The File System

File Attributes

In this section we
describe aspects of a file that control how files can be secured from use by other users, or how they can be made more widely available. We will also describe how access control lists can be used to limit access to only a selected few users.

Understanding Protection Codes

There are four types of operations that can be performed on a file: read, write, execute, or delete. These are described in Table 3.4.

Table 3.4: File Access Levels

Users expect that the security of files they own (i.e., those in their own directories) will be guaranteed. User files must somehow be protected from unauthorized operations, while simultaneously being available to other authorized users. All time-sharing computers provide for the necessary controls by a system of protection and privilege. Privilege is not usually a matter of importance to the general user, but protection is, and a brief explanation of it is presented below.

In OpenVMS systems, files are either protected against or not protected against the ability of some user to read, write, execute, and delete them. There are four categories of users: system, owner, group, and world. Users have system-level access if their user identification code*1 (UIC) identifies them as persons responsible for system level operations, or if they have been explicitly granted such privileges by the system managers. The owner of a file is the user whose UIC matches the OWNER_UIC file attribute. If group access is allowed for a particular file, then it can be used by any user whose UIC begins with the same number as the file's owner (group IDs can also be ASCII character strings). When world access is set, the file can be used by anybody who can log on to the system or access it over the network, regardless of their UIC. These categories are summarized in Table 3.5.

Table 3.5: User Categories

File protection codes can be displayed using the DIR/PROT command, as shown in Figure 3.5. Wildcards can be used to display codes for several files simultaneously.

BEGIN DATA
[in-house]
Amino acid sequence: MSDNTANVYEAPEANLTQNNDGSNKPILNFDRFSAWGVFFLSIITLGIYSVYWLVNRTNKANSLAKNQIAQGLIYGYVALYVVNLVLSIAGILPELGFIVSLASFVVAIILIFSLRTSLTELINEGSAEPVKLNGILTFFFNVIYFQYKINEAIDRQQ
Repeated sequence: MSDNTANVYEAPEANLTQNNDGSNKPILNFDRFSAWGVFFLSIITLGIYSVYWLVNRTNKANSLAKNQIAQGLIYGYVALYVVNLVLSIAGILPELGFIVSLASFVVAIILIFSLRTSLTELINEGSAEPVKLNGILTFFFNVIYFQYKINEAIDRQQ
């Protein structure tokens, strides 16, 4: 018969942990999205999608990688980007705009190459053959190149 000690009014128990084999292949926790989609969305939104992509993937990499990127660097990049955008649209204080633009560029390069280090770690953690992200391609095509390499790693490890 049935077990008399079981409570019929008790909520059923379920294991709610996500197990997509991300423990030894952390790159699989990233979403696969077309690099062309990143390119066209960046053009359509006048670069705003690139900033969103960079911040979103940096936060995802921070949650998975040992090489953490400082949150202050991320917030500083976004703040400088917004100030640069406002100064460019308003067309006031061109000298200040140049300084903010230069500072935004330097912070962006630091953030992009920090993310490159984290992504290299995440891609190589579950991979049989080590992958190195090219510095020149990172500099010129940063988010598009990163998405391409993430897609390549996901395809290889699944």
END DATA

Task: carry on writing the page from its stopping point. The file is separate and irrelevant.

Figure 3.5: Directory Listing Showing File Protection Codes

Protection codes are always shown in the order: SYSTEM, OWNER, GROUP, and WORLD. Thus, a file whose protection code is specified as (RWE,RWED,RE,E) in the output from a DIR/PROT command, means that a system user has read, write, and execute privileges; the owner has all privileges; group members have read and execute privileges; and everybody else (world) has only execute privileges. However, a file with protection code (RWED,RWED,,) is one which denies any kind of access to the group or to the world, but which allows complete access by both system and owner.

In OpenVMS, the default protection of all files created by users operating within their own directories is (RWE,RWED,RE,E).

Setting Protection Codes

As explained in the previous section, there are four basic actions that can be performed on files: reading, writing, executing, and deleting. By properly setting the protection code you can dictate which of these actions can be done by whom.

Some programs, such as MAIL, will fail if the system protections are changed.

Suppose you have a file called PHONE.NUM;1 that contains a list of important phone numbers, and that has the protection code (RE,RWED,,) which indicates that system level users have read and execute privileges, the owner has all privileges, and other users are denied all access. If you want to expand this to permit all users to read the file you would type the following command:


Spacing and punctuation are important in specifying protection codes, otherwise you will either get an error message or incorrectly set your protection.

There is a shorter way to expand privileges associated with a file. New privileges may be entered without repeating the existing protection code. For example, the privileges set in the previous command could also be set with the following command: